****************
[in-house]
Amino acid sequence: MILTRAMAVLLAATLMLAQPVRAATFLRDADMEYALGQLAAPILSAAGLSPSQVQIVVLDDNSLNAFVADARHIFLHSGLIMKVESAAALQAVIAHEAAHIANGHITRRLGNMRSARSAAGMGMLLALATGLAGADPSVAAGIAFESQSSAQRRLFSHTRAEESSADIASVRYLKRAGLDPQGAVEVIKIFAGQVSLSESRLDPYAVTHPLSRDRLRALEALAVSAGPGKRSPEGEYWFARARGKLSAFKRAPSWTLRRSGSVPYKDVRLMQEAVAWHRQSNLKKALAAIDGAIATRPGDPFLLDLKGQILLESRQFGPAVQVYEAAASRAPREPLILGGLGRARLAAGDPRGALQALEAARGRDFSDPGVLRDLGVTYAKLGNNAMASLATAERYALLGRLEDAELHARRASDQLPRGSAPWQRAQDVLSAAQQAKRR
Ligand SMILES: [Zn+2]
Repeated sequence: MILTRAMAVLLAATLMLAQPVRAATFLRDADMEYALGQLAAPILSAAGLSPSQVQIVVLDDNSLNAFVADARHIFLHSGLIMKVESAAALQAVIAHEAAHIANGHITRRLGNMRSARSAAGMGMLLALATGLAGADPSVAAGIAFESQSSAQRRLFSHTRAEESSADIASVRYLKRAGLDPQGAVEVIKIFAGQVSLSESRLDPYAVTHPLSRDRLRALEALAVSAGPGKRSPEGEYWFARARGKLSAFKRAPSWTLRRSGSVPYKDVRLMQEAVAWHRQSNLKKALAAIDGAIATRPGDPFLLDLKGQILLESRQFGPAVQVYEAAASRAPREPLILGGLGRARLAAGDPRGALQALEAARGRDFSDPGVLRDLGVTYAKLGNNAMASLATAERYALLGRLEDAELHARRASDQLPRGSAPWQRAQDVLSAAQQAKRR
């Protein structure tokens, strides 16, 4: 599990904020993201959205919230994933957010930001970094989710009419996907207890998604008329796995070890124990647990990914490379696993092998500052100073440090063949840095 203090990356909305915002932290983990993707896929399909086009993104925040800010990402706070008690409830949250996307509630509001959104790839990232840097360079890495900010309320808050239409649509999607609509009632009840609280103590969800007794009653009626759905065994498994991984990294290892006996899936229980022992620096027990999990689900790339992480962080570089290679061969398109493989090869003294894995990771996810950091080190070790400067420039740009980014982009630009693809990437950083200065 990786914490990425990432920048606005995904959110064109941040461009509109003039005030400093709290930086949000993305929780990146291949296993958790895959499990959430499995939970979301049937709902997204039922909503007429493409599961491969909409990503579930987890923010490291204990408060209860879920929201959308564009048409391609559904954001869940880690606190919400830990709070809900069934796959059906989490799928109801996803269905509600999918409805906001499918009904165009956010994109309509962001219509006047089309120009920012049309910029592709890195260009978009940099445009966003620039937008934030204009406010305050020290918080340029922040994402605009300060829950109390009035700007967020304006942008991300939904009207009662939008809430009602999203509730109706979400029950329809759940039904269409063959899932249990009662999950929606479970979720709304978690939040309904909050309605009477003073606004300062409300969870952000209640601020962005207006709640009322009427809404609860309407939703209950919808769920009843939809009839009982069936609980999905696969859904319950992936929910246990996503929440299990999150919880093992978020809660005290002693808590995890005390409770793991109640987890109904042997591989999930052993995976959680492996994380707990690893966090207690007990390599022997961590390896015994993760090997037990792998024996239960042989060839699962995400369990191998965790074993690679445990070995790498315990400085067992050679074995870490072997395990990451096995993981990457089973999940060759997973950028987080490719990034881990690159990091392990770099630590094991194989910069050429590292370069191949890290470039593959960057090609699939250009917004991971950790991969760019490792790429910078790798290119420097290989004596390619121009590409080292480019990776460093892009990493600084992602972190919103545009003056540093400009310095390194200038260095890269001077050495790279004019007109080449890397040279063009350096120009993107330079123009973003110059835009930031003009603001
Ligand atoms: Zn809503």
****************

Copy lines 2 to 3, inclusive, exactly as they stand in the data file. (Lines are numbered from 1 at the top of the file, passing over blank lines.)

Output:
Amino acid sequence: MILTRAMAVLLAATLMLAQPVRAATFLRDADMEYALGQLAAPILSAAGLSPSQVQIVVLDDNSLNAFVADARHIFLHSGLIMKVESAAALQAVIAHEAAHIANGHITRRLGNMRSARSAAGMGMLLALATGLAGADPSVAAGIAFESQSSAQRRLFSHTRAEESSADIASVRYLKRAGLDPQGAVEVIKIFAGQVSLSESRLDPYAVTHPLSRDRLRALEALAVSAGPGKRSPEGEYWFARARGKLSAFKRAPSWTLRRSGSVPYKDVRLMQEAVAWHRQSNLKKALAAIDGAIATRPGDPFLLDLKGQILLESRQFGPAVQVYEAAASRAPREPLILGGLGRARLAAGDPRGALQALEAARGRDFSDPGVLRDLGVTYAKLGNNAMASLATAERYALLGRLEDAELHARRASDQLPRGSAPWQRAQDVLSAAQQAKRR
Ligand SMILES: [Zn+2]